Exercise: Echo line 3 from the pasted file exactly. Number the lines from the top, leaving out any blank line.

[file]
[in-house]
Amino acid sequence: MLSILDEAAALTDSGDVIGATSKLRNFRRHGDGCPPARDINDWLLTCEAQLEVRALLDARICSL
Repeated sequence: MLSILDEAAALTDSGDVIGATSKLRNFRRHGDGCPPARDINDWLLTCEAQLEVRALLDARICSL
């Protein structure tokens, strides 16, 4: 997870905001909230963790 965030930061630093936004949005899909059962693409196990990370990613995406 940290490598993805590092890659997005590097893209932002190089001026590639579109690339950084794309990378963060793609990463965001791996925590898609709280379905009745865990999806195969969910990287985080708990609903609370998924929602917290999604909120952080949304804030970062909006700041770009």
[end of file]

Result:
Repeated sequence: MLSILDEAAALTDSGDVIGATSKLRNFRRHGDGCPPARDINDWLLTCEAQLEVRALLDARICSL